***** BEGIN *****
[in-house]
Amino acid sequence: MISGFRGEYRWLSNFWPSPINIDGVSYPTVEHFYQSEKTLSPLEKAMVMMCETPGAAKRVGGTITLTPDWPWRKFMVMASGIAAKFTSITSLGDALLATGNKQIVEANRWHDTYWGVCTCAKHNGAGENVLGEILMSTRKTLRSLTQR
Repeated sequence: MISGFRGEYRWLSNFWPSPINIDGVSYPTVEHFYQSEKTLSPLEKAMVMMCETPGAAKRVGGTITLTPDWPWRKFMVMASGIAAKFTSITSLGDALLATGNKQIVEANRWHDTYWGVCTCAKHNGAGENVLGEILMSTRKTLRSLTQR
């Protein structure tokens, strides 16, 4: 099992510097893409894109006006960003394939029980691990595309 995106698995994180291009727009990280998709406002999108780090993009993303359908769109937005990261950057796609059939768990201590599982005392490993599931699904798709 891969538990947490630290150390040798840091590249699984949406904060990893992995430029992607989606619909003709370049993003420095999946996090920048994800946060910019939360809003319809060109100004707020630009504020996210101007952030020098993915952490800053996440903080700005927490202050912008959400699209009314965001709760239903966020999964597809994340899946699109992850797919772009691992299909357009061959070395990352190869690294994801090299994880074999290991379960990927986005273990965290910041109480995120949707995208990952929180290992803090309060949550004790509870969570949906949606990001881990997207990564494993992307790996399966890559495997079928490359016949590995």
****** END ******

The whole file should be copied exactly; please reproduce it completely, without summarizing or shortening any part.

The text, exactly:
[in-house]
Amino acid sequence: MISGFRGEYRWLSNFWPSPINIDGVSYPTVEHFYQSEKTLSPLEKAMVMMCETPGAAKRVGGTITLTPDWPWRKFMVMASGIAAKFTSITSLGDALLATGNKQIVEANRWHDTYWGVCTCAKHNGAGENVLGEILMSTRKTLRSLTQR
Repeated sequence: MISGFRGEYRWLSNFWPSPINIDGVSYPTVEHFYQSEKTLSPLEKAMVMMCETPGAAKRVGGTITLTPDWPWRKFMVMASGIAAKFTSITSLGDALLATGNKQIVEANRWHDTYWGVCTCAKHNGAGENVLGEILMSTRKTLRSLTQR
């Protein structure tokens, strides 16, 4: 099992510097893409894109006006960003394939029980691990595309 995106698995994180291009727009990280998709406002999108780090993009993303359908769109937005990261950057796609059939768990201590599982005392490993599931699904798709 891969538990947490630290150390040798840091590249699984949406904060990893992995430029992607989606619909003709370049993003420095999946996090920048994800946060910019939360809003319809060109100004707020630009504020996210101007952030020098993915952490800053996440903080700005927490202050912008959400699209009314965001709760239903966020999964597809994340899946699109992850797919772009691992299909357009061959070395990352190869690294994801090299994880074999290991379960990927986005273990965290910041109480995120949707995208990952929180290992803090309060949550004790509870969570949906949606990001881990997207990564494993992307790996399966890559495997079928490359016949590995």